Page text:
SnoCast: New Year, New Snow. Bring It!
As we close the book on 2021, we’ll get off to a busy snow start for the new year. A storm treks from coast to coast delivering new snow from the Southwest to Quebec. Details in this week’s SnoCast.
It has no doubt been a December to remember across the West. Over the last week, parts of California, the Cascades, and Rockies picked up epic and historic snow amounts, with some in the Sierra’s in California racking up more than 100” of snow since December 21. Popular resorts, including Palisades Tahoe, Kirkwood, Homewood, and Sugar Bowl were absolutely buried, needing a break to dig out.
We will see a slow down to this epic pattern after one more hit of snow digs across the West Thursday into New Year’s Day. Two systems merge over the Southwest and Four Corners by Friday into early Saturday, delivering big snow to Arizona, Utah, New Mexico, and Colorado. While most see a general 4-10”, as much as 1-3 feet of snow will fall in the southern Rockies, most in in Colorado. Great news for nearly all ski areas in the Four Corners.
Sunday is quiet, before the next storm brings more heavy snow to western Canada, the Pacific Northwest, and northern Rockies early next week.
A quick shot of snow for our Midwest ski areas Saturday and Saturday night, as the same storm from the Southwest ejects out to the Plains. This will bring welcomed 3-8” of new snow and great news for some of our smaller ski areas in Michigan, including Swiss Valley, Alpine Valley, and Bittersweet.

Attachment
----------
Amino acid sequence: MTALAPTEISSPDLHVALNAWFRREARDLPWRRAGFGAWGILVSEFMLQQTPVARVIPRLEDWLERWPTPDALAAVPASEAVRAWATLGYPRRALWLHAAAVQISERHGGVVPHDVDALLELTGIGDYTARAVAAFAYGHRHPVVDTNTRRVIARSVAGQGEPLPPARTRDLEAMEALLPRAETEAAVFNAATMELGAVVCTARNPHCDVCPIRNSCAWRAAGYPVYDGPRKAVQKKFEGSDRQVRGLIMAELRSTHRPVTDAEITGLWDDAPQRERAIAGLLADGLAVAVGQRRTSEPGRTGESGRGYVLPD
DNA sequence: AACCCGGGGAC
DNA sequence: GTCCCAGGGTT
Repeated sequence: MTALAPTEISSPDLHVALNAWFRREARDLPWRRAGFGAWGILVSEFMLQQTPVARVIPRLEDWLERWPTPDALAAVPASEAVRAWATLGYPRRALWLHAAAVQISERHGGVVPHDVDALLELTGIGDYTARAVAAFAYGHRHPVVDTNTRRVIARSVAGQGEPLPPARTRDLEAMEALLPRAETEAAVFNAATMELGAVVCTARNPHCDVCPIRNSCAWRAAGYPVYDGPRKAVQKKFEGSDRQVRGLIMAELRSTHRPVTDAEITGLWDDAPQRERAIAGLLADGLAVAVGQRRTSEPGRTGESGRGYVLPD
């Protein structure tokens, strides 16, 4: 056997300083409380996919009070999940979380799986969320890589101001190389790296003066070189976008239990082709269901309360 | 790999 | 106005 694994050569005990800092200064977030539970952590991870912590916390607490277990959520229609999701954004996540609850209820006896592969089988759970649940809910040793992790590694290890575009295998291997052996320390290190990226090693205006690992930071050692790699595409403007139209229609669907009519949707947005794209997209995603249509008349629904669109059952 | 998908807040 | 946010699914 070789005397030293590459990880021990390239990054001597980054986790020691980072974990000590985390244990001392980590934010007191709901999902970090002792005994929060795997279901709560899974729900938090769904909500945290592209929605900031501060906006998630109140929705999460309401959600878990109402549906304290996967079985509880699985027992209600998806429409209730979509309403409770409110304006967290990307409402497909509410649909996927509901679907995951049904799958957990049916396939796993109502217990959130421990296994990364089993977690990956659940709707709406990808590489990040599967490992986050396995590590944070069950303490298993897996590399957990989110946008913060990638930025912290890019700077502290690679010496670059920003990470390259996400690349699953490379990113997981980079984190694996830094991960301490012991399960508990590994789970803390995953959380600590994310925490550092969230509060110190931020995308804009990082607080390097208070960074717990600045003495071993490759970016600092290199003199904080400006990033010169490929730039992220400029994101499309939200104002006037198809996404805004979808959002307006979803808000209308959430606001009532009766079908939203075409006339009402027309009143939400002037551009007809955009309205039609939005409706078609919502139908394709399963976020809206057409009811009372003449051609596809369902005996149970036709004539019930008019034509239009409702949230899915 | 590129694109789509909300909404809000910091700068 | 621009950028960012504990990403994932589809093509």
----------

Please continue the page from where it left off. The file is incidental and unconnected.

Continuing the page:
Finally, this same storm spreads to the Northeast and Quebec, by Sunday into Monday but a challenging rain/snow line to forecast. Most likely areas to see snow initially will be in southern Quebec, and ski areas nearer the Canadian border in New York and northern Vermont. Totals will vary widely, pending precipitation type and where the snow line sets up.
Colder air filters in to the entire Eastern U.S. through Monday, and if the last bit of the storm trails as models suggest, it would mean some snow all the way down the southern Appalachians and another quick shot for the Northeast. Keep an eye on this evolving system.